When we are delivering training, our key objective is that everyone who attends a course should be able to identify, assess and decrease the risk of violence and aggression if they face it while at work. This technique works: 97% of delegates who have attended a Suzy Lamplugh Trust training course say that they feel more confident managing their personal safety having attended the training.

In addition, training should cover the legal aspects of personal safety and lone working. This can give both management and staff a clear understanding of their rights and responsibilities while at work. Employees should know what they are legally obliged to do themselves, how they should support their colleagues, and how their employers should support them. This can lead to better reporting of personal safety problems.

For lone workers, training should pay particular attention to the unique risks that face people working alone. Training should leave staff with a good understanding of the increased risks associated with working without direct supervision, and give staff the tools to cope with this. Courses should draw attention to your organisation’s own lone worker policies, and can help to ensure that all staff know how to access and use the policy correctly.

The impact of training

Personal safety training can be applied to any sector and any role, but often, training is booked as a knee-jerk reaction after staff have raised concerns or injuries have occurred. Our most recent feedback suggests that nearly a quarter of the training bookings we receive are a direct result of a rise in incidents or a specific assault on a member of staff.

However, as the UK’s leading personal safety charity, Suzy Lamplugh Trust is keen for this to change. Our mission is to reduce the risk of violence and aggression, because we want people to feel and be safer. This mission is applicable to workplace settings, and prioritising personal safety, and personal safety training, within organisations is key to achieving this.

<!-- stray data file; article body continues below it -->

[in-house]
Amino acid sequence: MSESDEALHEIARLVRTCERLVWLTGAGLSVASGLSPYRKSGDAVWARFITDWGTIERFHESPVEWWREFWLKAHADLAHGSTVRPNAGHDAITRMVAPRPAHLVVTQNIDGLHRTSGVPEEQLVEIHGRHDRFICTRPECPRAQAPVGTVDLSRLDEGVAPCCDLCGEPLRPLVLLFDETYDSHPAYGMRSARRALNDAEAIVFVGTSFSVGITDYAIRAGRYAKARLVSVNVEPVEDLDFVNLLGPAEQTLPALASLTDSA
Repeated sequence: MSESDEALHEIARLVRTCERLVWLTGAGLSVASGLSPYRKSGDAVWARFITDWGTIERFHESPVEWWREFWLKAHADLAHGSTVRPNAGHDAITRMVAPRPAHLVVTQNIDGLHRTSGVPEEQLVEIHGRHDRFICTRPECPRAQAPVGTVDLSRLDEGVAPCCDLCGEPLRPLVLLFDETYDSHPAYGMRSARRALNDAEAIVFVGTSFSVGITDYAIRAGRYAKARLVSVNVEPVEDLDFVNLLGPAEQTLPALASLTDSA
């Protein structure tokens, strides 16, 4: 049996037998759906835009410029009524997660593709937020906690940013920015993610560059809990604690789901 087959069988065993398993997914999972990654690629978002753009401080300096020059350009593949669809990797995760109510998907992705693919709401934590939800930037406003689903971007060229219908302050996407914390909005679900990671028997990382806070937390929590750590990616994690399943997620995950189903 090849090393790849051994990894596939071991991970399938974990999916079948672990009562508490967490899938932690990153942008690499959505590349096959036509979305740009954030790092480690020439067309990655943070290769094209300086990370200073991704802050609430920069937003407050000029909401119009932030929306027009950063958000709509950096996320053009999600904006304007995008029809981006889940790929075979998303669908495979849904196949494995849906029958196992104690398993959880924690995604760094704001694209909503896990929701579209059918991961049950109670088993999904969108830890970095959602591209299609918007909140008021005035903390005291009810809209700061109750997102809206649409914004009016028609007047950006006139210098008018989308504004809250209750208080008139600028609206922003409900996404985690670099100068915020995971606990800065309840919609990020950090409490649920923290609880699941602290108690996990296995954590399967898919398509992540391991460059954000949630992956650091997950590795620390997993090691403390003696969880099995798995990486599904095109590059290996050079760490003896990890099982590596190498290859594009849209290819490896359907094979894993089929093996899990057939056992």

Interestingly, many of those who book Suzy Lamplugh Trust personal safety training following an incident seem to agree, and become regular customers after attending a course. One client told us, ‘We all found the training really useful, it put things into perspective and got us all thinking about risks we take every day without realizing, both at work and out and about with friends and family. We […] will definitely be booking again when we have new starters!’

While it is often unnecessary to make huge changes to day-to-day work, providing training for staff before they face risks, or as part of an induction procedure, can hugely improve the way an organisation responds to personal safety issues. By identifying risks and providing staff with robust training and procedures before incidents take place, organisations can ensure that their employees are safe.

To find out more about Suzy Lamplugh Trust and personal safety training visit www.suzylamplugh.org,  call us on 020 0791 001 or email us at [email protected]

A guide to home working

This hub has been put together by SHP, Barbour EHS and The Healthy Work Company to provide research, case studies, videos and resources to enable you to lead this transition in a way which safeguards the wellbeing of your teams and maximises the opportunity to embrace new ways of working for the future.

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Nigel Dupree
Nigel Dupree
4 years ago

If, you are suffering the debilitating discomfort of eye-strain after more than an hour on-screen should you then, report your display screen equipment as malfunctioning ? After all, were the employer to be compliant with the Provision and Use of Work Equipment Regulations (PUWER) Act 1998 ( http://www.hse.gov.uk/work-equipment-machinery/puwer.htm ) then any risk assessment would include visual risk wouldn’t it? The HSE basic principles for a ‘ 5 ‘ Step Risk Assessment defines the necessity to identify known hazards like eye-strain, eye & headaches, the risk of migraine, nausea, dizziness, double vision etc, let alone other physical muscular skeletal disorders commonly… Read more »

Safetylady
Safetylady
4 years ago

If this is the second part of a blog, where’s the link to the first?